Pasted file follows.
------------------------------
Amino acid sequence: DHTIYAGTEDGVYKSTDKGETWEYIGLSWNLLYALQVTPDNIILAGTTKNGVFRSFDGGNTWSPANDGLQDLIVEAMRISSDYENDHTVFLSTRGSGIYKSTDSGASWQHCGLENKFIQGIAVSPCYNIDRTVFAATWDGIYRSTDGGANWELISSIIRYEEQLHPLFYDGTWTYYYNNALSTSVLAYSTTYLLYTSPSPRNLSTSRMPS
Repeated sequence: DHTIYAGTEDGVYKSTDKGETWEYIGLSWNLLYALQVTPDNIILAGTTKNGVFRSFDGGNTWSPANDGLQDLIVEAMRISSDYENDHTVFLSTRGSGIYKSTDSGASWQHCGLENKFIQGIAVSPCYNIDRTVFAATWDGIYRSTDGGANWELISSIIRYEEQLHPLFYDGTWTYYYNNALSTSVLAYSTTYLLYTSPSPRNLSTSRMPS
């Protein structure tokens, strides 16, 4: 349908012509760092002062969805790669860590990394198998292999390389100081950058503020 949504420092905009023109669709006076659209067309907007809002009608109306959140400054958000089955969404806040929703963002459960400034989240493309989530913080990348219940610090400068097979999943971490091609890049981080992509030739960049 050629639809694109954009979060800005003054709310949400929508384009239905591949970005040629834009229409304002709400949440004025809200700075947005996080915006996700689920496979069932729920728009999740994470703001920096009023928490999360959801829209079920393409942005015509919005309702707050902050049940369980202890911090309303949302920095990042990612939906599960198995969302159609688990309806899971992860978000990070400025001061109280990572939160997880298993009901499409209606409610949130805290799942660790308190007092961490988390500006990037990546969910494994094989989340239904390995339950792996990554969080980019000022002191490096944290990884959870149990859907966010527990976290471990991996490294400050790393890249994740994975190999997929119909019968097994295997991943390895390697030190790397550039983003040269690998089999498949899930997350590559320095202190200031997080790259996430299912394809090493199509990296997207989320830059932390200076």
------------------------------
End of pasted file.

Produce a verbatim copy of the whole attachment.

Amino acid sequence: DHTIYAGTEDGVYKSTDKGETWEYIGLSWNLLYALQVTPDNIILAGTTKNGVFRSFDGGNTWSPANDGLQDLIVEAMRISSDYENDHTVFLSTRGSGIYKSTDSGASWQHCGLENKFIQGIAVSPCYNIDRTVFAATWDGIYRSTDGGANWELISSIIRYEEQLHPLFYDGTWTYYYNNALSTSVLAYSTTYLLYTSPSPRNLSTSRMPS
Repeated sequence: DHTIYAGTEDGVYKSTDKGETWEYIGLSWNLLYALQVTPDNIILAGTTKNGVFRSFDGGNTWSPANDGLQDLIVEAMRISSDYENDHTVFLSTRGSGIYKSTDSGASWQHCGLENKFIQGIAVSPCYNIDRTVFAATWDGIYRSTDGGANWELISSIIRYEEQLHPLFYDGTWTYYYNNALSTSVLAYSTTYLLYTSPSPRNLSTSRMPS
């Protein structure tokens, strides 16, 4: 349908012509760092002062969805790669860590990394198998292999390389100081950058503020 949504420092905009023109669709006076659209067309907007809002009608109306959140400054958000089955969404806040929703963002459960400034989240493309989530913080990348219940610090400068097979999943971490091609890049981080992509030739960049 050629639809694109954009979060800005003054709310949400929508384009239905591949970005040629834009229409304002709400949440004025809200700075947005996080915006996700689920496979069932729920728009999740994470703001920096009023928490999360959801829209079920393409942005015509919005309702707050902050049940369980202890911090309303949302920095990042990612939906599960198995969302159609688990309806899971992860978000990070400025001061109280990572939160997880298993009901499409209606409610949130805290799942660790308190007092961490988390500006990037990546969910494994094989989340239904390995339950792996990554969080980019000022002191490096944290990884959870149990859907966010527990976290471990991996490294400050790393890249994740994975190999997929119909019968097994295997991943390895390697030190790397550039983003040269690998089999498949899930997350590559320095202190200031997080790259996430299912394809090493199509990296997207989320830059932390200076």